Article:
Home International First human trial of AstraZeneca COVID-19 vaccine shows promise

First human trial of AstraZeneca COVID-19 vaccine shows promise

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AstraZeneca's experimental Covid-19 vaccine was safe and produced an immune response in early-stage clinical trials in healthy volunteers, data showed.

FILE PHOTO: The company logo for pharmaceutical company AstraZeneca is displayed on a screen on the floor at the NYSE in New York

LONDON, July 20 (Reuters) – AstraZeneca’s
experimental Covid-19 vaccine was safe and produced an immune
response in early-stage clinical trials in healthy volunteers,
data showed on Monday, with the strongest response seen in
people who received two doses.

The vaccine, called AZD1222 and being developed by
AstraZeneca and scientists at Britain’s University of Oxford,
did not prompt any serious side effects and elicited antibody
and T-cell immune responses, according to trial results
published in The Lancet medical journal.

“There is still much work to be done before we can confirm
if our vaccine will help manage the Covid-19 pandemic, but these
early results hold promise,” vaccine developer Sarah Gilbert
said.

“We still do not know how strong an immune response we need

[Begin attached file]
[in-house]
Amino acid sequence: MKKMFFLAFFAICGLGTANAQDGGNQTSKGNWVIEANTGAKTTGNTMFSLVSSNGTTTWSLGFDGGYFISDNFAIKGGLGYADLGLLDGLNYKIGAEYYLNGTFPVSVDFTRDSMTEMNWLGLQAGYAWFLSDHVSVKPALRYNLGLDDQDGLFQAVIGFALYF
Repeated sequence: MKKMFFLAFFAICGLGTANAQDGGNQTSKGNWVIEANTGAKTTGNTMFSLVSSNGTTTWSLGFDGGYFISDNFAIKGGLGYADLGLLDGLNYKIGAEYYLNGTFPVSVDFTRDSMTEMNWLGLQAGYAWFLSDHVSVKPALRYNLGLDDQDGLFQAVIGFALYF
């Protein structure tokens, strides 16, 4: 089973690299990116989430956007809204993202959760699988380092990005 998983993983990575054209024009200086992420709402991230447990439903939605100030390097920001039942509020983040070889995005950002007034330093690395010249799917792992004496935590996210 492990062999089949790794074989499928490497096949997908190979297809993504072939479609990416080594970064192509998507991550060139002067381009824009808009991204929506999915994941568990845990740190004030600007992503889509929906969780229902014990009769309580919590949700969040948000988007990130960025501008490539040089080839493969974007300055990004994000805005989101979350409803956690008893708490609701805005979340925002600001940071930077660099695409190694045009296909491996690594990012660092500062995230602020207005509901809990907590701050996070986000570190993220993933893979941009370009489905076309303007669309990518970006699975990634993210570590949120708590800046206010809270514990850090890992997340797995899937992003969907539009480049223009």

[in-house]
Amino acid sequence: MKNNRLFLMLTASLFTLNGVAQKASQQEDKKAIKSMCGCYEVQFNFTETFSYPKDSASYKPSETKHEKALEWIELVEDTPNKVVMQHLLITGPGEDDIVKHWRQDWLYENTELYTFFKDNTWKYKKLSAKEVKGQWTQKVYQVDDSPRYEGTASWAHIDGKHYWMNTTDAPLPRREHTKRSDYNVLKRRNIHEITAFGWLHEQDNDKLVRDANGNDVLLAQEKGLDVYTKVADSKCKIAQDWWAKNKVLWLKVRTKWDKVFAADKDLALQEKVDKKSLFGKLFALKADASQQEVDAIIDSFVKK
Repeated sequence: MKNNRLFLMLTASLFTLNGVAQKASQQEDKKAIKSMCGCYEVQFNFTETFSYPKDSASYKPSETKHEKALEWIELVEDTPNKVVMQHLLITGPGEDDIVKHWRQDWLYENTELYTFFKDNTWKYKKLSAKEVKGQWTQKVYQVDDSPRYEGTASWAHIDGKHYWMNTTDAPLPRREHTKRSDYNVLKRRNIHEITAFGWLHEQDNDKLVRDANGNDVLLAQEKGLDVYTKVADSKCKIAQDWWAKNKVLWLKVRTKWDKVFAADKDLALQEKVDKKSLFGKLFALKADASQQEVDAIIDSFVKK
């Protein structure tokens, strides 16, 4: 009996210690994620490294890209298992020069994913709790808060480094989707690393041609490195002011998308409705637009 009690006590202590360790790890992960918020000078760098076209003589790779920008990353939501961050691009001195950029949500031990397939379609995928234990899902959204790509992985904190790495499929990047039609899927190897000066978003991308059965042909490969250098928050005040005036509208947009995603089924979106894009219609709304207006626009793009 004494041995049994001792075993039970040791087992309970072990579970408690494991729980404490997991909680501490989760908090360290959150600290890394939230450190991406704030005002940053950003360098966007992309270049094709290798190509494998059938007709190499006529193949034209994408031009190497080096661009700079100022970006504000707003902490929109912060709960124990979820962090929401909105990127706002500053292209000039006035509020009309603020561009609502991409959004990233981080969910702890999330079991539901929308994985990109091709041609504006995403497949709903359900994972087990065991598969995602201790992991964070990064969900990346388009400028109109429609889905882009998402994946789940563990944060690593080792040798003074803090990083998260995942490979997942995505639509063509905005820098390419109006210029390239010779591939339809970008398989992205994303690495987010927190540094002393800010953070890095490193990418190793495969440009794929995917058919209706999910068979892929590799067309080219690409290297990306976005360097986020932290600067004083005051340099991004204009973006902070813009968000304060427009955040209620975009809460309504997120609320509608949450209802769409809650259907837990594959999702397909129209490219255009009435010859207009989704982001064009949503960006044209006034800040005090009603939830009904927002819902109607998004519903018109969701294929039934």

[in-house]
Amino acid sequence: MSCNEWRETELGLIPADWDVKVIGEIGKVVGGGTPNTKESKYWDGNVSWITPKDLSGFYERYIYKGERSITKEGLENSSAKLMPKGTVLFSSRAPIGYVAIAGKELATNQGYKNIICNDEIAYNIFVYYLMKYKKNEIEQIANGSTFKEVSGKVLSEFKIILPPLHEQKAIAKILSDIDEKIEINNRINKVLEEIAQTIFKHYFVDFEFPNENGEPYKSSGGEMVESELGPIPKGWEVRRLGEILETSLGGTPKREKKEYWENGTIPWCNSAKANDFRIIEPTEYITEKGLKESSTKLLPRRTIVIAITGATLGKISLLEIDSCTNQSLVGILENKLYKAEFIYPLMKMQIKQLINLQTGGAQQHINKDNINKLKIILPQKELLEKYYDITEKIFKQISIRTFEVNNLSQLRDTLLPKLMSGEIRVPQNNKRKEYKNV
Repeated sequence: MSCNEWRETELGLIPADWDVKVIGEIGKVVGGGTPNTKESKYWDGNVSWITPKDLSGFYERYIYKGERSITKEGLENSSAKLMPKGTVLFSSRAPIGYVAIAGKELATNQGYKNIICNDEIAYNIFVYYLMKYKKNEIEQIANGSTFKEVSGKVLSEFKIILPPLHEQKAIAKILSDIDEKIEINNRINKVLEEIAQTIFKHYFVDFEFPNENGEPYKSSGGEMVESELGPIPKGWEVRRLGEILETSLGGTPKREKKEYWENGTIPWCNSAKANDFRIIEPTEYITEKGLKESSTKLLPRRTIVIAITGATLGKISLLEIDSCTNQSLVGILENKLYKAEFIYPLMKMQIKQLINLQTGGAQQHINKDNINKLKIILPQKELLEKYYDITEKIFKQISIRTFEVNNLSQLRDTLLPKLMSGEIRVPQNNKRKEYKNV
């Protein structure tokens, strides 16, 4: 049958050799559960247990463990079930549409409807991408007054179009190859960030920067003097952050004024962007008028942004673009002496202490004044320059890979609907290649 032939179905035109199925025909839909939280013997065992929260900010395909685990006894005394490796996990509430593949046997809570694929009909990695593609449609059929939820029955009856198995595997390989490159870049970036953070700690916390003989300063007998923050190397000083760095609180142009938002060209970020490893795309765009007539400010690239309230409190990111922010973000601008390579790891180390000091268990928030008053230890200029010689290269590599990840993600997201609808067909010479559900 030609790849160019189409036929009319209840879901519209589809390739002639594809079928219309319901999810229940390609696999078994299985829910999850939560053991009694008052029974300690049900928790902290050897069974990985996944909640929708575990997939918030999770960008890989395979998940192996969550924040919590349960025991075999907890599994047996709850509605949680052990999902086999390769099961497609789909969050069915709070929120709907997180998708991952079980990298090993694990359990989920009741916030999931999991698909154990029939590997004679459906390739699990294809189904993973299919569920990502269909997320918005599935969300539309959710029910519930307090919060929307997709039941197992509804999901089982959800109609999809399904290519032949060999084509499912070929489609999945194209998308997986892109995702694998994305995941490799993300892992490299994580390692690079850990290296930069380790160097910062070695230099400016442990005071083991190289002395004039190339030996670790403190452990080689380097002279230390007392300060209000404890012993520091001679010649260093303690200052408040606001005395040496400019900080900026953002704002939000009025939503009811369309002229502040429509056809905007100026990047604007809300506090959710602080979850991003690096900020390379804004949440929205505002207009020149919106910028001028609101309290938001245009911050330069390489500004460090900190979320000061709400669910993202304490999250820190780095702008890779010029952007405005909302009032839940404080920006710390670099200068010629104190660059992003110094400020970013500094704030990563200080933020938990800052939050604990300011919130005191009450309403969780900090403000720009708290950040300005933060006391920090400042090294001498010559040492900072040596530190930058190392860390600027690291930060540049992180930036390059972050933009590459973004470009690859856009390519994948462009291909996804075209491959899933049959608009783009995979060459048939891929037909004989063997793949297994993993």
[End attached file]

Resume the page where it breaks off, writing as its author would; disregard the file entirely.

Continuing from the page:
to provoke to effectively protect against SARS-CoV-2 infection.”

Gilbert said researchers needed to learn more about Covid-19
and continue late stage trials which have already commenced.

AstraZeneca shares spiked higher, but then gave up some
gains, to last trade up 0.4% on the day.

AstraZeneca’s is among the leading vaccine candidates
against a pandemic that has claimed more than 600,000 lives,
alongside others in mid and late-stage trials.

These include shots being developed by China’s Sinovac
Biotech, another from state-owned Chinese firm
Sinopharm, and one from the U.S. biotech firm Moderna.

AstraZeneca has signed agreements with governments around
the world to supply the vaccine should it prove effective and
gain regulatory approval. The company has said it will not seek
to profit from the vaccine during the pandemic.

Researchers said the vaccine caused minor side effects more
frequently than a control group, but some of these could be
reduced by taking paracetamol, with no serious adverse events
from the vaccine.

AZD1222 was developed by Oxford university and licensed to
AstraZeneca, which has put it into large-scale, late-stage
trials to test its efficacy. It has also already signed deals to
produce and supply over 2 billion doses of the shot.

The new trial included 1,077 healthy adults aged 18-55 years
with no history of Covid-19.

“Today’s data increases our confidence that the vaccine will
work and allows us to continue our plans to manufacture the
vaccine at scale for broad and equitable access around the
world,” said Mene Pangalos, Executive Vice President of
BioPharmaceuticals Research and Development at AstraZeneca.
(Reporting by Alistair Smout; additional reporting by Pushkala
Aripaka and Kate Kelland; Editing by Edmund Blair and Mark
Potter)